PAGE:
UN aviation body 'foot dragging' on global CO2 emissions deal
The UN's International Civil Aviation Organization (ICAO) Council has been "condemned" for failing to adopt a global measure to reduce carbon emissions from international aviation.
Earlier this week, the ICAO delayed the adoption of a global approach to reducing greenhouse gas emissions in the aviation industry.
Although the EU has said the decision is a sign of progression, many green groups have criticised the ICAO's decision to delay implementation of a single global market based measure (MBM) for aviation till 2020.
Tasked with tackling aviation emissions under the Kyoto Protocol, the UN body is now under pressure to agree a deal at the ICAO General Assembly later this month.
Commenting on the decision yesterday, EU climate commissioner Connie Hedegaard tweeted: "Finally. Not perfect but progress within reach on a global MBM to curb emissions from #aviation. Still work to be done before #ICAO Assembly".
However, green groups have labelled the council's decision as 'inexcusable', particularly because they have been calling on the ICAO to agree on a global approach for several years.
According to WWF, the ICAO has made "virtually no progress" over the last 16 years to agree a global deal on aviation emissions.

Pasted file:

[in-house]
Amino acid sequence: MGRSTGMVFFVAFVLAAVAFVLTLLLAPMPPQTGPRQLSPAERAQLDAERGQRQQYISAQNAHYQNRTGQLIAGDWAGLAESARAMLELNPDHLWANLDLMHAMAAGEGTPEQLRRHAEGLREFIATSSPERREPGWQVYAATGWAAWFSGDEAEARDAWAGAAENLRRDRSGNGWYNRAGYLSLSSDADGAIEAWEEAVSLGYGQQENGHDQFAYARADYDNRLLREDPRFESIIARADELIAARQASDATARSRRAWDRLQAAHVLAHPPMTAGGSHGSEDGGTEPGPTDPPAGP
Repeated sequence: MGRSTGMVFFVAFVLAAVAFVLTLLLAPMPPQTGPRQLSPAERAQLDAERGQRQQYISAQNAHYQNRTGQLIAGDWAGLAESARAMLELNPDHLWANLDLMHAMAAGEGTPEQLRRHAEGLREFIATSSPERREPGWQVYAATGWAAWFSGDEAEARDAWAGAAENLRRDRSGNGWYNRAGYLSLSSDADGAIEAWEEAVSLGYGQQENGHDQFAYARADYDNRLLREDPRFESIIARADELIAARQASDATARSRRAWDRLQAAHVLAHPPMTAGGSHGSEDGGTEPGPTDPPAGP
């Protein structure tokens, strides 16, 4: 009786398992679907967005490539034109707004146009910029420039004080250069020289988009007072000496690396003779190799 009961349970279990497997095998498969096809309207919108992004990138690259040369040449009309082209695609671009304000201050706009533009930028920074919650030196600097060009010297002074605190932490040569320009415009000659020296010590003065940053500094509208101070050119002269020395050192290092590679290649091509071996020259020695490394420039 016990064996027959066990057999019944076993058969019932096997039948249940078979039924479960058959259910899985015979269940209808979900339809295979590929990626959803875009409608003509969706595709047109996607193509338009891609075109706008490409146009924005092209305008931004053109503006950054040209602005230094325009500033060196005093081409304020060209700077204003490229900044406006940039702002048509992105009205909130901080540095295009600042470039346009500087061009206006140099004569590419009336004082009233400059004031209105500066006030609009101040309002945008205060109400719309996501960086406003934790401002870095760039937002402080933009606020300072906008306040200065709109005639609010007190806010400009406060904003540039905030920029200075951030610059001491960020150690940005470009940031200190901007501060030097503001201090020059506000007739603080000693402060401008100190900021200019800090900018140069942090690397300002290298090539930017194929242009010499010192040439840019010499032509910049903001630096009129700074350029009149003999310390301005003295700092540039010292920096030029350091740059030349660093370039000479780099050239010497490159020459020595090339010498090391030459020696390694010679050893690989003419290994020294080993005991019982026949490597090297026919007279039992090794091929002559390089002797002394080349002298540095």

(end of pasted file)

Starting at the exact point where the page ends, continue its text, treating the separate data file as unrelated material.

WWF-UK transport policy manager, Jean Leston, said: "If there was a competition for foot dragging, ICAO would have won it a long time ago. The world has waited 16 long years for ICAO to decide how it is going to reduce aviation emissions.
"If [this] disappointing Council meeting is anything to go by, we'll be waiting forever. It's now down to Assembly members to make sure that ICAO delivers on its promise to seal the deal at the forthcoming 38th Assembly."
Contributing nearly 5% of the global warming effect the planet experiences, carbon emissions from aviation are the fastest growing source of greenhouse gas emissions in the world.
Putting the industry's impact in context, WWF claims that if "aviation were a country", it would be the 7th largest contributor to climate change on the planet.
ICAO experts estimate that, if unchecked, emissions will increase by 70% in the next 7 years and by between 300-700% by 2050.